‘Istanbuls Today’: A thousand facets of megacity Istanbul

‘Istanbuls Today’: A thousand facets of megacity Istanbul

‘Istanbuls Today’: A thousand facets of megacity Istanbul

In a new exhibition called “Istanbuls Today,” the Pera Museum collates contemporary visual narratives of Istanbul into a creative visual interpretation of the city today.

The exhibition, which opened on Dec. 23, features work by 11 photographers who live in Istanbul and offer striking snapshots of the city in their unique styles. The exhibition touches on the artists’ way of interpreting the city as a personal interaction space while exploring the oddities of a city that are as mundane as they are extraordinary.

“Istanbuls Today” is a narrative about the city’s state of flux and transformation, according to exhibition curators Refik Akyüz and Serdar Darendeliler.

“These last 25 years has been an interesting period during which Istanbul has physically grown many-fold, consequently undergoing a cultural change and losing or surrendering its culture due to internal and external migration, gentrification, urban transformation and political atmosphere - topics explored in the exhibition. And Istanbuls Today is a photography exhibition crafted to collect current narratives about this state of change and transformation in Istanbul, hoping to establish a layered view of the city’s present and create a considerable repository for future retrospective looks.”

According to Akyüz and Darendeliler, the exhibition takes cross-sections of the city to serve as examples of the various Istanbuls experienced today. While doing so, the artists focus not only on the lives of the residents of the city, but also on its topography and built environment, current social/political dynamics, ecological challenges, its mundanely extraordinary oddities, alternative cultures, and the issue of migration, which has intensified in the last decade but was always a part of the city’s story.

Memory and change

Emin Özmen, one of the artists in the exhibition, offers a selection of photographs that examine social movements in the city, from the Gezi Park protests, a key milestone in Istanbul’s urban memory and recent Turkish history, to today.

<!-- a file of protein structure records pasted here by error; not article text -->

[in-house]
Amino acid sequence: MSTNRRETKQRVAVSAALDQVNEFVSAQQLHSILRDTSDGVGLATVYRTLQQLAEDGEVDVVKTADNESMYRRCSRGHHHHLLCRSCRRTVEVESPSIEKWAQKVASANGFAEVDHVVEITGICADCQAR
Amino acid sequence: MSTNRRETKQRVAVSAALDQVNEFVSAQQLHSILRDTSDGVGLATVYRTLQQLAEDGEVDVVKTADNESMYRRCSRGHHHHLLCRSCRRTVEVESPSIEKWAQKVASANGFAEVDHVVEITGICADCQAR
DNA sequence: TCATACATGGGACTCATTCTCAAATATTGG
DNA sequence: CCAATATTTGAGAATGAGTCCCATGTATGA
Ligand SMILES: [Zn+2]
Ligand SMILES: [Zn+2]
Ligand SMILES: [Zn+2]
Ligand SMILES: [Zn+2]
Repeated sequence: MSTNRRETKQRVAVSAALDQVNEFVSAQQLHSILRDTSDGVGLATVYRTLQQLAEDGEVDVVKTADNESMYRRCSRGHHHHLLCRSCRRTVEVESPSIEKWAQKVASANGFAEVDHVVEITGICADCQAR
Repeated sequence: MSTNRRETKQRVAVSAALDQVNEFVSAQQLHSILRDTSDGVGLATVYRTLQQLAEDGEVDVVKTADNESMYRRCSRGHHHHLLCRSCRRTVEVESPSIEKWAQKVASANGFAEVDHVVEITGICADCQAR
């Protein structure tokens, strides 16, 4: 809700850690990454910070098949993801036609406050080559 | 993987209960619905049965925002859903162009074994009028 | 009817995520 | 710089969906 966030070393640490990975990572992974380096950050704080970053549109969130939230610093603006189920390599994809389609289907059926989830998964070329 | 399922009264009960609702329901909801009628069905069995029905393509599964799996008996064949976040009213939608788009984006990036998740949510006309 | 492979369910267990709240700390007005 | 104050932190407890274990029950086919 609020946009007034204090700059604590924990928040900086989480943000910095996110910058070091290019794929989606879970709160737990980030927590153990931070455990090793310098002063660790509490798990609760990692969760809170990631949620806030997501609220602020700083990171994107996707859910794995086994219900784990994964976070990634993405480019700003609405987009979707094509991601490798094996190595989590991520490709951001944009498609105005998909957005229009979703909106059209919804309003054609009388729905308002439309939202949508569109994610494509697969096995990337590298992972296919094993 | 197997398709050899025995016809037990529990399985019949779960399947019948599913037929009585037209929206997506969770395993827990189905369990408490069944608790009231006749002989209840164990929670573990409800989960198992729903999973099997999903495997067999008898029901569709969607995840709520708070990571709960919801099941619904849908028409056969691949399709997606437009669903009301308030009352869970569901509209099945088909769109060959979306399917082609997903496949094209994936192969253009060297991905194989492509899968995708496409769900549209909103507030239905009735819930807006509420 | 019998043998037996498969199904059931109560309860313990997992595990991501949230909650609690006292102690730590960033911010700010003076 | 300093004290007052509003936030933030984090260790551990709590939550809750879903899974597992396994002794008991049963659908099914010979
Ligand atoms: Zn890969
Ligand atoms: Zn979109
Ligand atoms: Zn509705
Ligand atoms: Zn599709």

Documenting social change in Türkiye for over two decades, Kerem Uzel joins the exhibition with photographs taken on the proposed route of the Istanbul Canal, a politically and ecologically controversial artificial channel project that will connect the Black Sea with the Sea of Marmara.

Osman Bozkurt takes a look at Istanbul’s relatively new recreational areas, the rural aesthetics that has come to dominate the city, unsustainable urban landscapes, and how people form relationships with these.

Ali Taptık examines the transformation in the middle- and lower-class neighborhoods surrounding Galata, Keçi, and Cendere streams at the intersection of the districts of Kağıthane and Şişli, an area that once served as the epicenter of modernity in the Ottoman Empire and remained relatively ‘pristine’ until the rapid development spurt in recent years.

Ahmet Sel joins with works that deal with the issue of “migration,” a key topic of contention in recent years for both Istanbul and Türkiye at large.

Taking refuge in Istanbul

In her long-running photography series, Cansu Yıldıran focuses on the lives of people - and in a sense, of her own acquired family - who have arrived in Istanbul to find a place where they can live and be as they will free from the pressure of their families and society and the stigmatization they face in the social hierarchy, but ultimately face the risk of being trapped in the very sanctuary they have found in the city.

Silva Bingaz is an artist who treats and interprets Istanbul as a space of personal experience. As a photographer, she dislikes documenting and depicting things as they appear to craft seemingly nice photographs constrained within their own form, relying instead on her instincts and the feelings she conveys through the lens of her camera.

Kıvılcım Güngörün is a collector/photographer who wanders the streets of the city collecting and hoarding volatile, often ephemeral fragments of Istanbul into collections which she uses to describe the highly complex, somewhat gloomy, somewhat playful, but always curious relationship she has established with the city.

Ci Demi is a true Istanbul photographer. In all of his works, he focuses on the familiar peculiarities of Istanbul, chasing an energy he describes as sinister.

With the city of Istanbul as his main source of inspiration, Erdem Varol joins the exhibition with a collection of photos that visualize Istanbul, often humorously, on the seesaw between East and West, tradition and modernity, and crowds and solitude.

Ekin Özbiçer takes an orientalist look at both herself and her city as a member of a relatively westernized middle class, reflecting on the social and political changes that have marked the last 10 to 15 years of Türkiye a time of growing privatization, commoditization, and conservative values, on the scale of Istanbul.

The exhibition will be on display through April 30, 2023.

Turkey, Art,